Je Suis Hypocrite

Paris, they say, will always be Paris. At least the city’s taste for farce remains undamaged, to judge by the recent mass rally billed as a rebuff to terrorism at which (according to Israeli press reports) Israel’s blood-stained prime minister, Benjamin Netanyahu, literally elbowed his way to the front to grab the best photo ops.

But why beat up on Netanyahu? Ever since the shootings at Charlie Hebdo and a kosher Paris grocery, more eloquent voices than his have been singing in the same unwittingly satirical key. In a January 15 op-ed in Israel’s premiere daily, Ha’aretz, Rabbi Avi Weiss emotionally recounted his spontaneous decision to fly to Paris “to let my fellow and sister Jews know that they are not alone, that Jews around the world care deeply about the assaults so recently befallen them.” Proclaiming “Je suis Charlie, je suis juif,” the “modern Orthodox” Rabbi Weiss explained that “I’ve always felt a pull to go where I might be able to provide some comfort.”

Fine words, but one can’t help wondering whether the rabbi, like Moliere’s Tartuffe, is proud of having learned the “science…that instructs us/How to enlarge the limits of our conscience/According to our various occasions.” Today Rabbi Weiss proudly defends French cartoons offensive to (some) Muslims and underscores his solidarity with the victims of “horrific terrorist attacks.” But where was he in 2006, when the French embassy canceled a book party it was about to hold in New York City (where Weiss lives) in honor of Carmen Callil’s Bad Faith, because that book – a “masterpiece,” according to one French embassy official – included a postscript that spoke of the suffering of Palestinians? Comments offensive to Israel apparently don’t stir Rabbi Weiss’s freedom-of-speech instincts; nor has he shown any inclination to “provide some comfort” for Palestinians who have survived decades of Israel’s brutal occupation, even after the slaughter of some 2,300 in Gaza just last summer.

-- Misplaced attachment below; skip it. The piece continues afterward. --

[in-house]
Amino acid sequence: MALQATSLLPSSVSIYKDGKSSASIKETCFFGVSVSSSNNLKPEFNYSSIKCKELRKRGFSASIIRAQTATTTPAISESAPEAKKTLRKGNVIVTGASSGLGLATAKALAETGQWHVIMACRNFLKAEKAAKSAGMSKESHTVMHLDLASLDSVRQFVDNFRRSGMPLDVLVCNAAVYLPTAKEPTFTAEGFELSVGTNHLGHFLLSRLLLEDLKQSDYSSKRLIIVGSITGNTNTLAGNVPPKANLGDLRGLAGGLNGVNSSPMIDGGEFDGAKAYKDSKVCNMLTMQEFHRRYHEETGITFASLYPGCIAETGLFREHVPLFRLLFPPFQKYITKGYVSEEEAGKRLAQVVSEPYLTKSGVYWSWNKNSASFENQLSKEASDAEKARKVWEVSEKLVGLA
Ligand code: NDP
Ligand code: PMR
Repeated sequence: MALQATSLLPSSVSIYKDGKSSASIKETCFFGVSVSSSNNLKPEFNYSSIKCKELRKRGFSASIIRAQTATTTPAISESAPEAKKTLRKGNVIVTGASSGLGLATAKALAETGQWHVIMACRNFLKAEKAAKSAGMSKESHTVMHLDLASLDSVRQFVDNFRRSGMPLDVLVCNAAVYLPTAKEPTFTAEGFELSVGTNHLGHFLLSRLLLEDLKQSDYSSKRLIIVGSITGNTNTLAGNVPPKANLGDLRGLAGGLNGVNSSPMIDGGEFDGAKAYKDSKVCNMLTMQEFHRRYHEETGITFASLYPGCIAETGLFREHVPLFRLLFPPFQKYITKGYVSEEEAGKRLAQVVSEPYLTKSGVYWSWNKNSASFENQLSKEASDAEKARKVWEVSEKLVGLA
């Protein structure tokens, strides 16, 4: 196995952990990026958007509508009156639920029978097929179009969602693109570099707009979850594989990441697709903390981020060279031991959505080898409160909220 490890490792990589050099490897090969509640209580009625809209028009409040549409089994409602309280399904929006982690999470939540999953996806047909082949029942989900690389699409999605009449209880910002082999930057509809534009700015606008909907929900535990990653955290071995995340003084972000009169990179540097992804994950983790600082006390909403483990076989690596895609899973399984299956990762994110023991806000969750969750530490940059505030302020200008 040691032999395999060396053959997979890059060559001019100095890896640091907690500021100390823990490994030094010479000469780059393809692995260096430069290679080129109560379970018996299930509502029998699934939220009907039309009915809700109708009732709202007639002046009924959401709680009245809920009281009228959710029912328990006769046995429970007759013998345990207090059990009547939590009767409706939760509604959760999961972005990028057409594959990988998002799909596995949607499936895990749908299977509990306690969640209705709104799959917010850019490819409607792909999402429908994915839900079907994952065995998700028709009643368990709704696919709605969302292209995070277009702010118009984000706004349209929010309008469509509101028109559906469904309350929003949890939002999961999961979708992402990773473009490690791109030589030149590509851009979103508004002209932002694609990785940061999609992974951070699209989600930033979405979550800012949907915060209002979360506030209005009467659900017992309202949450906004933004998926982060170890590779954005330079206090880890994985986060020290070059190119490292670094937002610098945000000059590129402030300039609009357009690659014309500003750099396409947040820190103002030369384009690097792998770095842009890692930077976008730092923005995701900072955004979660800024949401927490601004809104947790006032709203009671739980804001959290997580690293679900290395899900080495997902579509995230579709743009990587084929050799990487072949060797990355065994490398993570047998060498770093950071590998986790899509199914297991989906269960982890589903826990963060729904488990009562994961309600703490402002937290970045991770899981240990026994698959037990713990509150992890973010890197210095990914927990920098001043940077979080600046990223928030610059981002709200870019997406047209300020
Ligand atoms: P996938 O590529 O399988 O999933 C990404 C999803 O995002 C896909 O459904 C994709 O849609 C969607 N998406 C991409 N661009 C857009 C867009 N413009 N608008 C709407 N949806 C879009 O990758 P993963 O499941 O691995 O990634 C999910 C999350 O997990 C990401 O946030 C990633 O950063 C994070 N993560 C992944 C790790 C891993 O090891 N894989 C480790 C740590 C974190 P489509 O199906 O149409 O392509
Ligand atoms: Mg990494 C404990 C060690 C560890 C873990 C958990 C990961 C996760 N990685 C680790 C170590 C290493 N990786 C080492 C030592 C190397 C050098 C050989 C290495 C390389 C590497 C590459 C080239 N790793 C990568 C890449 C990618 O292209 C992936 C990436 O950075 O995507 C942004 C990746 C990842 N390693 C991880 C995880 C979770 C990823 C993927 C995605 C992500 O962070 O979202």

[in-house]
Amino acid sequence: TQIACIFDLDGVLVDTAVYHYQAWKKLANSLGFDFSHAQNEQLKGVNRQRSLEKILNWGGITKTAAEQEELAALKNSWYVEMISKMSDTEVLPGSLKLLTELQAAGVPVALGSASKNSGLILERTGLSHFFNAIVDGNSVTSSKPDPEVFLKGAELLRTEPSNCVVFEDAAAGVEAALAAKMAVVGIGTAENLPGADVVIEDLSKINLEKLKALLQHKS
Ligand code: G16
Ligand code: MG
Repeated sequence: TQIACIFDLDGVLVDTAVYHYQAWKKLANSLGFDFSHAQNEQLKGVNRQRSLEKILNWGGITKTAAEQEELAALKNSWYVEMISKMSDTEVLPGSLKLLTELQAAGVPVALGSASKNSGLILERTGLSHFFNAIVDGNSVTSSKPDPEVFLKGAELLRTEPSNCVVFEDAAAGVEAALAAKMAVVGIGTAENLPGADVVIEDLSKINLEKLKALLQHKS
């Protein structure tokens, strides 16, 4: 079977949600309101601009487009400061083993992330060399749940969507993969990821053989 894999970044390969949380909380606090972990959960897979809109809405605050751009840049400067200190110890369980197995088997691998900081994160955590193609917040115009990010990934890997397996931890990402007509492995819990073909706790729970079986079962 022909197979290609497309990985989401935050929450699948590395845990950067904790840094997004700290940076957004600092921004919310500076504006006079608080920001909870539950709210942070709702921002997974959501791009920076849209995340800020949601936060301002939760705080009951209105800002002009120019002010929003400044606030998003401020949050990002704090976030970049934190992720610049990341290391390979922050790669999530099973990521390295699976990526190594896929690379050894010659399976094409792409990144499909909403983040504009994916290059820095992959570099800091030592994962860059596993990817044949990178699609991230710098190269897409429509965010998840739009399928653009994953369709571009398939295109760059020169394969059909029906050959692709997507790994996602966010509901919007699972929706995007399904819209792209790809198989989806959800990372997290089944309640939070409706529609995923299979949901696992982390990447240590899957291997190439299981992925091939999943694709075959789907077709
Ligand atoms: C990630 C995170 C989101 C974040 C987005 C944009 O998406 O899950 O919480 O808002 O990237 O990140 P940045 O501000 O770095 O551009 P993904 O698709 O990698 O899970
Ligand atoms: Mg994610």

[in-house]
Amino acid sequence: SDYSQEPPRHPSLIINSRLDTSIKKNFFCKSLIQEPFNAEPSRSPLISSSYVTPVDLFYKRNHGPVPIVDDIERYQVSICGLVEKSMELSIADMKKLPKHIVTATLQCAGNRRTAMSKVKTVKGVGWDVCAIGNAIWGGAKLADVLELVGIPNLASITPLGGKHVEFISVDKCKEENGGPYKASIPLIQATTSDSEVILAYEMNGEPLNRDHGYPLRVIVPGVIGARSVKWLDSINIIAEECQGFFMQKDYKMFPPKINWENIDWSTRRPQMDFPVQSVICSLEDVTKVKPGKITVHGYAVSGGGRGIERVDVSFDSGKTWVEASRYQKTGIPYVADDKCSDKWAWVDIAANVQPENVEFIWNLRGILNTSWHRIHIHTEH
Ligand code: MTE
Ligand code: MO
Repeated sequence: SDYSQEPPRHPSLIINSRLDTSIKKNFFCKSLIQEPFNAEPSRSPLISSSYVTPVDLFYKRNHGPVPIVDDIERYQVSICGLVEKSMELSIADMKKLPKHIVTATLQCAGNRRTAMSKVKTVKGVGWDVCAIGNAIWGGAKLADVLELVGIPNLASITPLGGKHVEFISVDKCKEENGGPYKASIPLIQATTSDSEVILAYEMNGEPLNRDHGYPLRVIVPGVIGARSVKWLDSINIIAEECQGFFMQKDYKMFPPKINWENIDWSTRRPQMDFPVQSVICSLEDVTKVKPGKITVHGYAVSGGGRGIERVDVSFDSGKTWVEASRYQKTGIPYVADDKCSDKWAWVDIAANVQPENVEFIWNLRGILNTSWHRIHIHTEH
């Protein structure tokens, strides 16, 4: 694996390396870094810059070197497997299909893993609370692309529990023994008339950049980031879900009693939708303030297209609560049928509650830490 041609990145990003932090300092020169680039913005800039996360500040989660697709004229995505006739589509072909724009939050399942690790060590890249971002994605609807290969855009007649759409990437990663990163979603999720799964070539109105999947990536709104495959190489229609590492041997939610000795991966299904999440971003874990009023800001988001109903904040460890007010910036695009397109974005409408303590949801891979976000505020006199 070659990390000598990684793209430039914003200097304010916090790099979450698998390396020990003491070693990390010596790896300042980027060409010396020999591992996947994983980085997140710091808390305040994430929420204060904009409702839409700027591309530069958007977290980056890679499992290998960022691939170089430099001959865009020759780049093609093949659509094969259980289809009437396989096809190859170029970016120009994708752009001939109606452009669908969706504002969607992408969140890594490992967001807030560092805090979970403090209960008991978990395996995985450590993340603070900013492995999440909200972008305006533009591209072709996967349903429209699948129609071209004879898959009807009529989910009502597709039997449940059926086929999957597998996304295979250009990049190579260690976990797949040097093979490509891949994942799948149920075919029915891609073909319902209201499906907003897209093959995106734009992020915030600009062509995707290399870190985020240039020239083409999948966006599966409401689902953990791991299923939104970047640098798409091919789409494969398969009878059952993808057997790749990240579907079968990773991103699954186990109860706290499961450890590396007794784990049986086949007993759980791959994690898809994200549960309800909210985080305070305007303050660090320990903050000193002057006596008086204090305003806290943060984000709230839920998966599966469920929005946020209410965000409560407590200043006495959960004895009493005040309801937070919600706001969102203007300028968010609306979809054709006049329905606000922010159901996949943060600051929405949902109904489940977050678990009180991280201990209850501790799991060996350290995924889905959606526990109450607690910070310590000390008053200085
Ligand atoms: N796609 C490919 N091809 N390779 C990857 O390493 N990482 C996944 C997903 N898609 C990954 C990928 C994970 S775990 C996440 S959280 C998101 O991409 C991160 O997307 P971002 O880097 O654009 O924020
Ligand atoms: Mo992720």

Of course, Rabbi Weiss isn’t alone in flaunting such double standards. In the wake of the appalling attack on the satirists of Charlie Hebdo, Eric Alterman stressed the importance of defending “journalists, the liberty of expression and Jews” from “a war of jihad against the West.” But Alterman & Co. certainly haven’t embraced Noam Chomsky for defending, say, Robert Faurisson’s liberty of expression, presumably because Faurisson’s denial of the Nazi genocide of Jews offended Israel and the French government (which prosecuted Faurisson) rather than Muslims or Palestinians. I don’t mean to say that Alterman ever thought Faurisson should be killed for what he wrote – but how can you pose as a champion of “liberty of expression” while chiding someone else (in this case, Chomsky) for taking the principle seriously? The same inconsistency mars the imagery of an anti-journalist “war of jihad,” so promptly invoked to describe the murder of ten French satirists, but seldom heard from American liberals when Israel killed a larger number of Palestinian journalists in its latest assault on Gaza.